Spring salamander (Photo by John D. Wilson)
Nestled in Covey Hill in Quebec's St. Lawrence Lowlands lives a very special species: the spring salamander.
Habitat and identification
This nocturnal salamander is the largest of the lungless salamanders — amphibians that require a moist habitat to enable their skin to breathe. Growing up to 20 centimetres in length, the spring salamander is named after the habitat where it is most often found: cool, clear, spring-fed streams.
The spring salamander hunts at night. It often feeds on other, smaller, salamander species. It can escape its main predator, the trout, by going up onto land.
What are the threats to this species?
The species' survival is threatened when the forests are cleared and stream flows are disrupted.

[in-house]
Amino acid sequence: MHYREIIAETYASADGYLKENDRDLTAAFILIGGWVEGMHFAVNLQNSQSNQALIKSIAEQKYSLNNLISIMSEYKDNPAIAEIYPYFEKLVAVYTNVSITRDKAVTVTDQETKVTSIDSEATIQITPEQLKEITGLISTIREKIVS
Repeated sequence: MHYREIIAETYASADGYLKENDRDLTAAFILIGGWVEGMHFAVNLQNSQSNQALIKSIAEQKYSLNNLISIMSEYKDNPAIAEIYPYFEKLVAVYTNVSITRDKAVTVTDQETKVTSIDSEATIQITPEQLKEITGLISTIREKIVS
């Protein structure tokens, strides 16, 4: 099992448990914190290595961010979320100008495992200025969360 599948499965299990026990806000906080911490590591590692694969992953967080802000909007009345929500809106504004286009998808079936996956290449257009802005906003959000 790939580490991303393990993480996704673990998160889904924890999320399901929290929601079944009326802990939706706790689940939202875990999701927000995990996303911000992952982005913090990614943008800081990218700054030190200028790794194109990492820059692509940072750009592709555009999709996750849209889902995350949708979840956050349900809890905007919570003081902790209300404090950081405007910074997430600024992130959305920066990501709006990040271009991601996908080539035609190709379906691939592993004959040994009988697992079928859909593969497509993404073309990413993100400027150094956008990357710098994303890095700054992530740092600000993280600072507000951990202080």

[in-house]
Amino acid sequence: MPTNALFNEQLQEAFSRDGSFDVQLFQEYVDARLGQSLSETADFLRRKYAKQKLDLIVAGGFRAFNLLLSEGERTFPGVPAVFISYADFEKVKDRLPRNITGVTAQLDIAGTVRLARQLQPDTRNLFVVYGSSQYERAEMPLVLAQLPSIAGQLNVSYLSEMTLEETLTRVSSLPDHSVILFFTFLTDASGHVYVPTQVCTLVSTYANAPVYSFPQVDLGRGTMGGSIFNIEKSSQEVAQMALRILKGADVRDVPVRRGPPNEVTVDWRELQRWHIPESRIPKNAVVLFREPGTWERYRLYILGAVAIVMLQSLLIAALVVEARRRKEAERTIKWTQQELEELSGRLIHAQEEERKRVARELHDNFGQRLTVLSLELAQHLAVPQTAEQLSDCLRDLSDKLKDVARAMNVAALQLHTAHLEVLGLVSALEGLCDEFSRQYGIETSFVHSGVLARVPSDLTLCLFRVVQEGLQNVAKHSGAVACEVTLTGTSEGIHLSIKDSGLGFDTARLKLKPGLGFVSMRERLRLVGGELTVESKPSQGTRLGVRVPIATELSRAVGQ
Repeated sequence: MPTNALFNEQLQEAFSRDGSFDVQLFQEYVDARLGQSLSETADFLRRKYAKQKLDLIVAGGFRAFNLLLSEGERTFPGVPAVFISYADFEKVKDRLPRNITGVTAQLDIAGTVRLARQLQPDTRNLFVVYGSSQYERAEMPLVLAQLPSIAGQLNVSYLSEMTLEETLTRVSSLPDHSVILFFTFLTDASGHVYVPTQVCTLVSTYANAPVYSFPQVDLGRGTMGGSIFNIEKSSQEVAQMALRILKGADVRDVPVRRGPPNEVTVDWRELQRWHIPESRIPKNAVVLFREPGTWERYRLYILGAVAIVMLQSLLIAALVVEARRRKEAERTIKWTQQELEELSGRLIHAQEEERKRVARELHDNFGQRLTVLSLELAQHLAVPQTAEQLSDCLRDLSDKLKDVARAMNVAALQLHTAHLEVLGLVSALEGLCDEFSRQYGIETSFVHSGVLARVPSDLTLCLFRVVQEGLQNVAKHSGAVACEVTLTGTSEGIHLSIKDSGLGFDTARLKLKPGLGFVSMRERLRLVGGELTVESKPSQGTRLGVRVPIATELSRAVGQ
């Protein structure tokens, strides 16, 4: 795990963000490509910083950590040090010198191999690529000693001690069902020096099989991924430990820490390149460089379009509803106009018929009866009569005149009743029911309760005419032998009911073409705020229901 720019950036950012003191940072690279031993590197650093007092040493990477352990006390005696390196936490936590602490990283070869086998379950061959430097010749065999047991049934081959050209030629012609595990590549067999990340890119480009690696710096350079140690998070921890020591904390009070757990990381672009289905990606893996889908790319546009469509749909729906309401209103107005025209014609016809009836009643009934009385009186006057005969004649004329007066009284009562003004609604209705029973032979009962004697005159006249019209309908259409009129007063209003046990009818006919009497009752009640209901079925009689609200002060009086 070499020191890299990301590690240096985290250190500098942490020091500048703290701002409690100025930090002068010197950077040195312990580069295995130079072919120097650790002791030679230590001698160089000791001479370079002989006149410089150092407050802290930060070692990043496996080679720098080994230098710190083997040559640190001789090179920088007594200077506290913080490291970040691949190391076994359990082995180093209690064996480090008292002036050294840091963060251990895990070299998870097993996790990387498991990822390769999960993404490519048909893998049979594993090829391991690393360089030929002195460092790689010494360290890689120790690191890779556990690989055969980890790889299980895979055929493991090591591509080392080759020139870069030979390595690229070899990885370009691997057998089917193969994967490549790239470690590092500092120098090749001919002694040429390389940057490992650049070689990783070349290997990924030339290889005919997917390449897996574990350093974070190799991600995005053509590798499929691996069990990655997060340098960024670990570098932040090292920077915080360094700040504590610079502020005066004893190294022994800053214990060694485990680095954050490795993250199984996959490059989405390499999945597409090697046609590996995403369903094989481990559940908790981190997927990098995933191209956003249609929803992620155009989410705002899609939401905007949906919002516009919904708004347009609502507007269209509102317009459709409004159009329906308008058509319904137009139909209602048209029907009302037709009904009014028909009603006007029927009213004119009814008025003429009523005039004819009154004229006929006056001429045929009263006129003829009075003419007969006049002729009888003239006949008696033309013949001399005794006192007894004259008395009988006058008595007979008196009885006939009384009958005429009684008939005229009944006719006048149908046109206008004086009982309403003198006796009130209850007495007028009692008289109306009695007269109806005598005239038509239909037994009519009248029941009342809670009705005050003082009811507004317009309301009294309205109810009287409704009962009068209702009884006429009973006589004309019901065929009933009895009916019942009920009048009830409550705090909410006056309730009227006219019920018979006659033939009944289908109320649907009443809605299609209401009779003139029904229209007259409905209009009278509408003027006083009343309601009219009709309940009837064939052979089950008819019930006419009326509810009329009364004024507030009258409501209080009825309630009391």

What is this species' conservation status?
There are only few known Canadian populations of spring salamander. The species is listed by the Committee on the Status of Endangered Wildlife in Canada as a species of special concern.
What is NCC doing to protect this species?
The Nature Conservancy of Canada (NCC) is working actively with partners in the area to protect its habitat in Quebec's Covey Hill. Located at the northern extension of the Adirondack Mountains in Canada, Covey Hill's extensive peat bogs, pine barrens and natural springs provide key habitat for spring salamanders. A number of other imperiled plant and animal species are also found here.
Covey Hill also shelters habitat for other Appalachian salamanders that reach their northern limit of distribution here. This includes the Allegheny mountain dusky salamander, a nationally threatened species. The four-toed salamander, designated as provincially imperiled, is also found here.